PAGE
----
by Guest Contributor Belleisa, originally published at PostBourgie
There’s a game I like to play when I walk into a bookstore. Based on the the title, cover and store placement I can always interpret the marketing intention for a book meant for a black American audience. The best part of this game is that the books will, typically, fit into the following categories (they are, in no particular order):
1. Black Pathology or “What’s wrong with Black people?”
2. The literature of “sistah gurl”
3. Christian-oriented fiction/inspirational
4. Street-Lit or Hip-Hop fiction
5. The Slave Novel
6. The Civil Rights Book (This also includes Black Nationalism)
7. The extraordinary rise from street life/poverty/welfare into the middle class.
8. Poorly styled celebrity memoir, or well researched and documented hagiography
9. Black Queens and Kings
10. Hip-Hop analysis
12. The “Black” version of some mainstream topic (For example: “Black Girl’s Guide to Fashion; “Black Families’ Guide to Wealth;”) Guides will include slang, bright colors, and inevitably the phrase “the legacy of slavery.”
13. The Classics: Harlem Renaissance 101 and/or The Black Arts Movement. Toni Morrison.
14. Contemporary Classics or Literary Fiction (Mostly woman, mostly diaspora authors)
15. Non-black author writes really compelling story about black person(s); story gets awards accolades, lots of press and movie deal.
These topics produce wonderful books and poorly written books. They often represent a compendium of the black American experience, and just as often, they are simply a reflection of what publishing thinks black people read.
by Latoya Peterson
The best article I have read to date on street lit was published last month in Elle Magazine.
Author Bliss Broyard – who explored her family’s complicated racial past in her book One Drop – presents the story of Miasha, a force in her own right and the subject of envy by other street lit authors.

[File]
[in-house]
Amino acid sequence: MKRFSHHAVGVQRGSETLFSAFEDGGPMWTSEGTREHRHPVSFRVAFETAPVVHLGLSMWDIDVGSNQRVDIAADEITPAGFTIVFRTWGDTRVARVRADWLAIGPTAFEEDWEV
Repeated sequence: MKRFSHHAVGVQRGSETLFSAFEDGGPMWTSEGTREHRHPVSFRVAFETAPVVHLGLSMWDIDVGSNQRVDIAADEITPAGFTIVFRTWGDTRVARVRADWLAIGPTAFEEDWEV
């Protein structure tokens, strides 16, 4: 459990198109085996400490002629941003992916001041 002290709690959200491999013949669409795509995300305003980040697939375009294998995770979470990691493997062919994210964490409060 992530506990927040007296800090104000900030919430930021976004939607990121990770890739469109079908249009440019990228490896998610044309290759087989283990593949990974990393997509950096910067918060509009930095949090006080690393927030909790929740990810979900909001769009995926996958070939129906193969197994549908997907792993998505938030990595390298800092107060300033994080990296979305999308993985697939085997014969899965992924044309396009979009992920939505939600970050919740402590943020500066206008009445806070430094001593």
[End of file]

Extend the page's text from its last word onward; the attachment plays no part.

Miasha, a 28-year old novelist, is walking through the Los Angeles Convention Center, home to the 2008 BookExpo America, an annual publishing conference. Sporting large diamond hoop earrings, sequined Manolos, and a short, lime green dress with a keyhole neckline that reveals impressive cleavage for her tiny frame, Miasha, an African-American novelist who is one of the biggest names in urban fiction, looks as if she wandered by mistake into the crowd of predominantly middle aged white women clad in comfortable flats and faded lipstick. […]
Although Miasha has sold a respectable 200,000 books, she flies herself to the BookExpo and all the other literary and African-American festivals she attends. She prints (and pays for) T-shirts and tote bags she gives away. She maintains her website, produces a webcast featuring scenes from her life, and has begun staging “street plays” of her novels – all on her own dime. She foots the bill for lavish red-carpet release parties – complete with naked-models-in-body-paint re-creations of her book jackets – which sparked a trend among her urban fiction compatriots. “People in the game always commend me for that,” she says.
Boyard’s article fascinated me for a number of reasons. In addition the Miasha’s story, which is engaging in its own right, Broyard also adds her own history to the mix, draws a comparison to the work of Miasha and Kara Walker and sheds a light on the struggles of black authors working within the publishing industry. Continue reading